The Experience: Visitor Center
Coyote Hills Visitor Center contains educational displays and exhibits as well as the Possum's Pocket Nature Store. The exhibits portray the Ohlone way of life, and include a tule reed boat constructed by park staff and volunteers using Native American methods. Other exhibits cover the park's natural history and wildlife. The Coyote Hills Visitor Center is open 10am to 4pm, Wednesday through Sunday.

Tuibun Ohlone Village Site (previously Native American Archaeological Sites)
Open houses, guided tours, and school programs are offered at a more than 2,000-year-old Tuibun Ohlone Village site. During these programs, visitors can enter an Ohlone-style family house, sweat house, and shade shelter. Public access is through naturalist-led programs or reservation only. Call the visitor center at (510) 544-3220 for information.

Nectar Garden
A bird and butterfly nectar garden is located adjacent to the visitor center. Currently the garden is open to the public Wednesday through Sunday, 10 am to 4 pm. Several naturalist-led educational programs are offered in the garden during the year. Contact the interpretive staff at (510) 544-3220 for additional information.

Alameda Creek Trail
This 12-mile trail stretches from the Bay east to the mouth of Niles Canyon, and borders Coyote Hills on the park's north side. It is actually two parallel trails, with an equestrian trail on the northern levee and a bicycle trail on the southern levee, connecting with the Coyote Hills' Bay View bike trail. Hikers are welcome on both trails.

Other attractions at Coyote Hills include the Marsh Boardwalk, and 3.5-mile Bay View Trail, a paved loop trail for hiking and bicycle riding. There are scenic views of the South Bay from the park's hilltops.

Wildlife and Where to Find It: More than 200 bird species, four endangered, many nesting. Waterfowl, shorebirds, wading birds, songbirds, birds of prey, and deer are seen year-round. Peak viewing of waterfowl and birds of prey in fall and winter.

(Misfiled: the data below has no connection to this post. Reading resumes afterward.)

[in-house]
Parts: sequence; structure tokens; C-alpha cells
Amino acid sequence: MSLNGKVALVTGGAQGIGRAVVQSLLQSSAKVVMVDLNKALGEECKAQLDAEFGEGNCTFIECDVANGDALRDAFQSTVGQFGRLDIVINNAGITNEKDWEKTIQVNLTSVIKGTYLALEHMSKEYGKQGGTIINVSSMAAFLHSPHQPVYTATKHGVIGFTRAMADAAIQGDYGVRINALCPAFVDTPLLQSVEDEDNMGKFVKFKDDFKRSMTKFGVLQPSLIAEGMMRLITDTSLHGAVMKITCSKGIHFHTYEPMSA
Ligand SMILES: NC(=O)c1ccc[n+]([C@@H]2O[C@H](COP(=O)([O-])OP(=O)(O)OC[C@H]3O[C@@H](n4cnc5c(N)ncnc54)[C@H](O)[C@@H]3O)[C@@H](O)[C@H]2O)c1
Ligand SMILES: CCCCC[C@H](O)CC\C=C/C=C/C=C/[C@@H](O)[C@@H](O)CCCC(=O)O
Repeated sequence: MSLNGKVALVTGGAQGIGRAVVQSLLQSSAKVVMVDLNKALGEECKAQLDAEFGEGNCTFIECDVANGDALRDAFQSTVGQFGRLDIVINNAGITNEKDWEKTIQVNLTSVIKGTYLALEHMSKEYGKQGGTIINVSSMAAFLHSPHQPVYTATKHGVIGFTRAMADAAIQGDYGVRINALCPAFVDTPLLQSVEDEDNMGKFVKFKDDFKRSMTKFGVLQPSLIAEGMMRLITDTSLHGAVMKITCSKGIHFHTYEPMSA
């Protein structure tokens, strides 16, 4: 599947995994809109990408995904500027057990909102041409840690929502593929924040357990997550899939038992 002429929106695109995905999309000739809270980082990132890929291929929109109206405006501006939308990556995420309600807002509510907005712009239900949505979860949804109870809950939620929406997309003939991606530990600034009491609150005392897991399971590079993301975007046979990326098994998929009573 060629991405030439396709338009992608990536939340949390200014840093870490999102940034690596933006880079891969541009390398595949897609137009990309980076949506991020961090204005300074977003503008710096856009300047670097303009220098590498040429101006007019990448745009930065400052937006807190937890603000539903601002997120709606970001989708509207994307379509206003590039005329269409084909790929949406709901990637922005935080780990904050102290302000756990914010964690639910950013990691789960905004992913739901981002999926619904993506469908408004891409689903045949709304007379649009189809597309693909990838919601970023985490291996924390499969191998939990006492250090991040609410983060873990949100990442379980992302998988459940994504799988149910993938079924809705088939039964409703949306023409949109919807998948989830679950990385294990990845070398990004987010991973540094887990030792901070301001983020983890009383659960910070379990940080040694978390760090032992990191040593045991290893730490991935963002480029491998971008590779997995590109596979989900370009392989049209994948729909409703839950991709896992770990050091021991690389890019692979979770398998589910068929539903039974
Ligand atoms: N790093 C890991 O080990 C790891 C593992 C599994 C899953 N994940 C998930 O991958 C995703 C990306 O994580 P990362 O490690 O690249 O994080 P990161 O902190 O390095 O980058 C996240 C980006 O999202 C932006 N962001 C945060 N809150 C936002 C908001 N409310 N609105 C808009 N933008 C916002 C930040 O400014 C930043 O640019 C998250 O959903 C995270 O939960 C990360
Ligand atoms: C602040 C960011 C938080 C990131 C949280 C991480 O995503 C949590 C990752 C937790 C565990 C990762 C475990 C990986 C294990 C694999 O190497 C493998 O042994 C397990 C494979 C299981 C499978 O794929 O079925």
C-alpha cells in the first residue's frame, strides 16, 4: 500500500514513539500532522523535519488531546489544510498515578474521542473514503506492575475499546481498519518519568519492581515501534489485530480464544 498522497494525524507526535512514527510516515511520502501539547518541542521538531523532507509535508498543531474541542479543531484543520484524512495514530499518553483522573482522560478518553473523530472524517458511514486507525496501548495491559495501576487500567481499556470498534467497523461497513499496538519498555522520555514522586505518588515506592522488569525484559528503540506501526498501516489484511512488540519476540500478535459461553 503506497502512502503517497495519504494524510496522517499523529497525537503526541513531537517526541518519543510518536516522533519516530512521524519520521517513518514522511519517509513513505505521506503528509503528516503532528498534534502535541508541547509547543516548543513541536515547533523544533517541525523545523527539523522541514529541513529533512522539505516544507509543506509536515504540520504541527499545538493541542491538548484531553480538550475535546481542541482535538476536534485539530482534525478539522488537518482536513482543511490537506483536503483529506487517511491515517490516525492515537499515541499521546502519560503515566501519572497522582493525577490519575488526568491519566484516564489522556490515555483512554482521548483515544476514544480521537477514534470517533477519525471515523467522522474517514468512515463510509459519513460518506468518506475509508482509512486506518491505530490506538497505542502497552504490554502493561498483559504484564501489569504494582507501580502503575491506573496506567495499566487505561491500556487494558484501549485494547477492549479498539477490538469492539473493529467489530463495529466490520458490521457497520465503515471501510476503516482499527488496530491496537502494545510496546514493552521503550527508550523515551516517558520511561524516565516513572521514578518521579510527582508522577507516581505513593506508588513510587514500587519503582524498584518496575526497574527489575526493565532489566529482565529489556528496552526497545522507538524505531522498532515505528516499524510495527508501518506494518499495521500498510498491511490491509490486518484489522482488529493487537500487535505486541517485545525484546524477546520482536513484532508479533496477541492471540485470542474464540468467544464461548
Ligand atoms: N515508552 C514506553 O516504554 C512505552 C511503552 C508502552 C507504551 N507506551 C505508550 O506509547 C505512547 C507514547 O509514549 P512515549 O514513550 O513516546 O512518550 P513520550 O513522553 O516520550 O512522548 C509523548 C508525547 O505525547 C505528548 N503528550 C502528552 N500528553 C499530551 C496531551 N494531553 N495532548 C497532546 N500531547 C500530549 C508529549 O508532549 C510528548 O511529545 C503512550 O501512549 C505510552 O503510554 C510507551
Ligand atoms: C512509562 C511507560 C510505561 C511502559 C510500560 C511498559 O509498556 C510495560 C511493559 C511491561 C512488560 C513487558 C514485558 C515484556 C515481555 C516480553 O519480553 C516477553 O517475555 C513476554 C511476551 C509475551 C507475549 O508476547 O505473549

Site Notes: Picnic Areas
The park offers two first-come-first-served picnic areas. One located at the visitor center, the other at the Quarry Staging Area. Both have picnic tables, barbecue braziers, water, and shade. A reservable group picnic area is also available at Hoot Hollow.

Group Camps
One reservable group camping site is available at Dairy Glen. Picnic tables, braziers, a campfire ring, water and shade are available. Chemical toilets are also provided. One reservable group camping site is available at Dairy Glen. This 50-person group camp, named after the dairy farmers of the 1800s, has recently been completely upgraded and renovated thanks to funding from the Regional Parks Foundation. The group camp now includes three shade structures, additional picnic tables, a drinking foundation, fire pit, hand washing station and vault toilets. Upgrades created greater accessibility so the campsite is now fully ADA compliant including a new hardened path that makes it easier for guests using wheelchairs and mobility devices to access the shade structures and other components of the camp.